• With the median US household income, a 30-year mortgage allows homebuyers to purchase 46% more house, but a 15-year mortgage provides triple the paid equity in just 5 years.
  • Homebuyers in areas where prices have a history of rising will benefit greatly from faster equity-building with a 15-year mortgage.
  • Buyers in areas with historically slow growing to flat housing prices will benefit less from shorter-term mortgages and potentially more from the borrowing power of a 30-year loan.

The Tradeoffs Between 30- and 15-year Mortgages

In general, 30-year mortgages have three advantages:

  • Monthly payments are lower
  • Borrowing power is higher
  • Tax benefits are greater

The primary advantage of a 30-year mortgage is lower monthly payments. On the median valued U.S. home, a 30-year mortgage comes with a payment that is $320, or 27%, lower than a 15-year mortgage. Lower payments also mean that a borrower’s debt-to-income (DTI) ratio is lower than a 15–year loan. This allows middle class buyers (a household earning the U.S. median income) to borrow $77,000, or 46%, more with a 30-year mortgage than a 15-year. Last, borrowers with a 30-year mortgage can write off nearly $68,000 more than a 15-year mortgage via the mortgage-interest deduction on their federal income taxes.

Trulia 15v30

A 15-year mortgage has three advantages over a 30-year mortgage:

  • Equity builds faster
  • Interest rates are lower
  • Loan term is shorter

The primary advantage of a 15-year mortgage is that a larger share of each monthly payment goes towards paying off the loan principal. After five years (the number of years the average young household moves), equity gained from paying off the loan balance is more than $39,000, or three-times greater with a 15-year mortgage on the median value home. In addition, the 15-year rate is 3.36%, compared with 4.12% for a 30-year note. And over the loan term, borrowers with 15-year mortgages pay just under $40,000 in interest with a 15-year compared to over $107,000 with a 30-year on the median value home.

In Bargain Markets, 15-year Mortgages Are A Homebuyer’s Best Bet For Equity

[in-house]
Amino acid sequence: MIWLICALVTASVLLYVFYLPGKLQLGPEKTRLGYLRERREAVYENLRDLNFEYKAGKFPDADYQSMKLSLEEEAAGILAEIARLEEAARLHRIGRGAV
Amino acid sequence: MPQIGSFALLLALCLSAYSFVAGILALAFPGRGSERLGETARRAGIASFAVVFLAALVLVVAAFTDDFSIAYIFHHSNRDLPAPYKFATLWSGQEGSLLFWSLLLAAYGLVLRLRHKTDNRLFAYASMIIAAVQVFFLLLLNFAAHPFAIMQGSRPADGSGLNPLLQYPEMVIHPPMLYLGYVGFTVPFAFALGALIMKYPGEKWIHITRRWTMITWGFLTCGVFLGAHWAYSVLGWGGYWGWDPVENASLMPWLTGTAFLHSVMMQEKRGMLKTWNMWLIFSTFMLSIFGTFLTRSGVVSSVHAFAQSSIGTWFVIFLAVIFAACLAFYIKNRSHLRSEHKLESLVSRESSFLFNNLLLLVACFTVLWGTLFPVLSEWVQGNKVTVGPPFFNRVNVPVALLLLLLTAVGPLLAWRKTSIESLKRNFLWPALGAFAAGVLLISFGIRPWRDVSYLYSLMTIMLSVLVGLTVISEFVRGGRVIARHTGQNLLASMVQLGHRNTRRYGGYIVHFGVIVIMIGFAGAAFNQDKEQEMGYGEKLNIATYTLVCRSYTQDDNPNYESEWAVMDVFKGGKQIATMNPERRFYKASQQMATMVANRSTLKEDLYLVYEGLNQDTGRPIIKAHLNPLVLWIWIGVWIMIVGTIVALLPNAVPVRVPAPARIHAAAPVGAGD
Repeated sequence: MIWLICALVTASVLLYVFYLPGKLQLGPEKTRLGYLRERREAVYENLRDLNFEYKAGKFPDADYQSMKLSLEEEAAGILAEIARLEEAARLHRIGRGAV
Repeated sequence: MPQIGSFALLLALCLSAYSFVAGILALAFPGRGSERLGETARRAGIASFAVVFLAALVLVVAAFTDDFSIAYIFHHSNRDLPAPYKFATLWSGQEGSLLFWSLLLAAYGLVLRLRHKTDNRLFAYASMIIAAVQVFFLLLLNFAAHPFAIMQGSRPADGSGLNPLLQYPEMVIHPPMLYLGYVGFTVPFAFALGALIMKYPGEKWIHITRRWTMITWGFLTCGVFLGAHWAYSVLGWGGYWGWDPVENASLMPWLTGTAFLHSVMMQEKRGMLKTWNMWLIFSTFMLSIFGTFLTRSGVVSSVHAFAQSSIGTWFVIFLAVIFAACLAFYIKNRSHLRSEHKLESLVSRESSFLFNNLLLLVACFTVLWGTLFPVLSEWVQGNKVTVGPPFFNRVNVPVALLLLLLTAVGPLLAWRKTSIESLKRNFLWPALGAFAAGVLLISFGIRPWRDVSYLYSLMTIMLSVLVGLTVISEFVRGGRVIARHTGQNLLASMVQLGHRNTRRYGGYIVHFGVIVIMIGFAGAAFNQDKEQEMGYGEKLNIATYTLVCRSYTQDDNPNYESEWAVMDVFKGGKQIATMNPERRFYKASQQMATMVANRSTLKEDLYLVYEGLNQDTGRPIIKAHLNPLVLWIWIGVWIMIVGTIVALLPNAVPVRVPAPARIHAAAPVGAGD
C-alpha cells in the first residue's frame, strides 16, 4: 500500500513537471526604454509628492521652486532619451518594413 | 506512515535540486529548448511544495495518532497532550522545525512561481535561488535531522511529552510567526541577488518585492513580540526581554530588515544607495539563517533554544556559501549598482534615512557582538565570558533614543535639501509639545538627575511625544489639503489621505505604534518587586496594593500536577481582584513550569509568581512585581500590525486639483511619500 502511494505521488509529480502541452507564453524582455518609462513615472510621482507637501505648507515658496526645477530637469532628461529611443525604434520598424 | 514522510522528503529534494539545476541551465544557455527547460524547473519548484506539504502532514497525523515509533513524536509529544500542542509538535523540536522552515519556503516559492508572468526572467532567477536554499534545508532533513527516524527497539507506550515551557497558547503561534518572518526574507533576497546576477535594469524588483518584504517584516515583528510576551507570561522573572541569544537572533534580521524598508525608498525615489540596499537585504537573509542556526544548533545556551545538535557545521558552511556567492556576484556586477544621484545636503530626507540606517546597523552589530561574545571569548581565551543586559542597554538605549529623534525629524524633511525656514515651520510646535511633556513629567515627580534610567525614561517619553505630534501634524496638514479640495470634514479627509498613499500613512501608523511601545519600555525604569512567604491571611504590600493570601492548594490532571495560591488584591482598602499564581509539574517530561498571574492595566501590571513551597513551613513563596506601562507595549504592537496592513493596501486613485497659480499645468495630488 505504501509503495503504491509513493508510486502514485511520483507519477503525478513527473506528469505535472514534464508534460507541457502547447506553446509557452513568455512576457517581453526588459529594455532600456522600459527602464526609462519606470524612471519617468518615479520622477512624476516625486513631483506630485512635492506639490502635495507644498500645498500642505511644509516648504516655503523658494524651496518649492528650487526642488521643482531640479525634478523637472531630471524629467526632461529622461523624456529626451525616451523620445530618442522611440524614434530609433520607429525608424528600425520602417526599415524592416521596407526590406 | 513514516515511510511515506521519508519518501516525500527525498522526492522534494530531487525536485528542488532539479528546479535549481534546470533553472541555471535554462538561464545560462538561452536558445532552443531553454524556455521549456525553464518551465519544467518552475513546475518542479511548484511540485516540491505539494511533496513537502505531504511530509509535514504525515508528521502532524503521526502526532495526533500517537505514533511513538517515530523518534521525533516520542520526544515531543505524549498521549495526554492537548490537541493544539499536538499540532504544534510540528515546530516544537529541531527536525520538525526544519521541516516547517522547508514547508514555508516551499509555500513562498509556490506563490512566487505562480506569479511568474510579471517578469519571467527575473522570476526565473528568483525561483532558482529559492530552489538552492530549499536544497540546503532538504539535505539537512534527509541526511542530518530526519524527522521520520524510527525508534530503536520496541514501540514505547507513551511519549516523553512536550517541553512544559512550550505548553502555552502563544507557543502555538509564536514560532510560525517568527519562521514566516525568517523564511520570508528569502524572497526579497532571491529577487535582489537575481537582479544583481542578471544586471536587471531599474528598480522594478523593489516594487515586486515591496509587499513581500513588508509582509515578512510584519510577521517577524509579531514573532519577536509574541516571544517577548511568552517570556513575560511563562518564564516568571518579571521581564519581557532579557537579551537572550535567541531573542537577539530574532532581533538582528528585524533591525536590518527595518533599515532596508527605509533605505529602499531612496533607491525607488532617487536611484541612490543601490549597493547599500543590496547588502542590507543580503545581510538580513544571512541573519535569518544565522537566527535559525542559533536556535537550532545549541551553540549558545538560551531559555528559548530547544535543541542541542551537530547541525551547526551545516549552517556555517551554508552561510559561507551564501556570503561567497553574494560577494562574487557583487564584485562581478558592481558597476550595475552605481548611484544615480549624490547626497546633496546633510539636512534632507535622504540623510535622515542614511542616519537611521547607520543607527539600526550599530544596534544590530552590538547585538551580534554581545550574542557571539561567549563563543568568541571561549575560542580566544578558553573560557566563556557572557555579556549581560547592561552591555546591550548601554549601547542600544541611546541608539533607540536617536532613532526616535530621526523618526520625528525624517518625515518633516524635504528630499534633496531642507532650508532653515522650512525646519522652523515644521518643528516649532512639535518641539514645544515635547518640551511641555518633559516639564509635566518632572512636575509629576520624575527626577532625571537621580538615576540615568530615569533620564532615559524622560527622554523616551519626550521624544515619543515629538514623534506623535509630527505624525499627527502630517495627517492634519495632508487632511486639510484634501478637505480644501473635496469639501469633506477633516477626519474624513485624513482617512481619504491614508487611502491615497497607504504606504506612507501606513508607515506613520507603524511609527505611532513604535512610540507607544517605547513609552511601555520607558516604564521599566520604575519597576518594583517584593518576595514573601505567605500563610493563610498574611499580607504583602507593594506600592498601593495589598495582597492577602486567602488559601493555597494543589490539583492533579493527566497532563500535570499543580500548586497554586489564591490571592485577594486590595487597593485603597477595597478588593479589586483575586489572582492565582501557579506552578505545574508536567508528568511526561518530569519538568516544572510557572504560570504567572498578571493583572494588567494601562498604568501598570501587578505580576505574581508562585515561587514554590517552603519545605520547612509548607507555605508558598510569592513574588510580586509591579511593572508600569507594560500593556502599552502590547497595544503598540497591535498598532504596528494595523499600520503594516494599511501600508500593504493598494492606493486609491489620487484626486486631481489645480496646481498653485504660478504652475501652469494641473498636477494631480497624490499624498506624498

Home equity can come from three sources: down payment, principal reduction, and home value appreciation. This means that in markets with slow appreciation, a larger share of equity will come from homeowners paying down the loan balance when compared to home value appreciation. In such markets, 15-year loans offer a relatively faster route to building equity.

Trulia_15yrmortgage_LineGraph

We’ve identified the 10 markets in the country where, after five years of ownership, homeowners will have the most equity from principal reduction relative to home price appreciation. At the top of the list are markets exclusively in the Bargain Belt (Midwest and Southeast). In each of these markets, 15-year mortgages can provide over twice the equity relative to home price appreciation. For example, homeowners in Dayton, Ohio, can earn $22,018 in equity from mortgage payments with a 15-year mortgage, which is 2.37-times greater than the $9,295 gained from price appreciation. With a 30-year mortgage, payments would net households just $7,393. Clearly, household in these markets would gain much more equity by paying down their mortgage principle with a 15-year loan than from home value appreciation.

Markets where Principal Repayment is Key to Equity Growth
# U.S. Metro 5-year Equity from Principal Repayment, 15-year 5-year Equity from Principal Repayment, 30-Year 5-year Equity from Home Value Appreciation 5-year Principal Repayment Relative to Appreciation, 15-year* 5-year Principal Repayment Relative to Appreciation, 30-year
1 Dayton, OH $22,018 $7,393 $9,295 2.37 0.80
2 Cleveland, OH $26,906 $9,034 $11,960 2.25 0.76
3 Toledo, OH $21,193 $7,116 $9,667 2.19 0.74
4 Akron, OH $26,993 $9,063 $12,420 2.17 0.73
5 Rochester, NY $27,704 $9,302 $12,862 2.15 0.72
6 Detroit, MI $13,171 $4,422 $6,180 2.13 0.72
7 Greensboro-High Point, NC $24,924 $8,369 $11,778 2.12 0.71
8 Lake County-Kenosha County, IL-WI $43,508 $14,608 $20,620 2.11 0.71
9 Memphis, TN $23,289 $7,819 $11,093 2.10 0.70
10 Winston-Salem, NC $26,544 $8,912 $12,668 2.10 0.70

In Pricey Markets, 15-year Mortgages Are A Tougher Call

In markets with strong home price appreciation, deciding between a 15-year and 30-year mortgage is a tougher call. Like bargain markets, 15-year loans provide more equity from principal repayment than from appreciation. The difference, however, is much smaller. In pricey San Francisco and San Jose, Calif., 15-year mortgages provide just 1.35 times more equity from principal payoff than appreciation. Still, the difference in equity from principal repayment is great between a 30-year and a 15-year mortgage. For example, households in Orange County would stand to gain nearly $100,000 more in equity after 5 years by choosing a 15-year mortgage.

Markets where Appreciation Drives Equity Growth
# U.S. Metro 5-year Equity from Principal Repayment, 15-year 5-year Equity from Principal Repayment, 30-Year 5-year Equity from Home Value Appreciation 5-year Principal Repayment Relative to Appreciation, 15-year 5-year Principal Repayment Relative to Appreciation, 30-year
1 San Francisco, CA $247,382 $83,061 $184,397 1.34 0.45
2 San Jose, CA $203,060 $68,179 $150,088 1.35 0.45
3 Orange County, CA $139,362 $46,792 $96,300 1.45 0.49
4 Los Angeles, CA $112,946 $37,922 $76,446 1.48 0.50
5 Oakland, CA $136,768 $45,921 $92,323 1.48 0.50
6 San Diego, CA $106,895 $35,891 $72,083 1.48 0.50
7 Ventura County, CA $111,904 $37,573 $73,109 1.53 0.51
8 Boston, MA $90,176 $30,277 $58,567 1.54 0.52
9 Austin, TX $50,860 $17,077 $32,778 1.55 0.52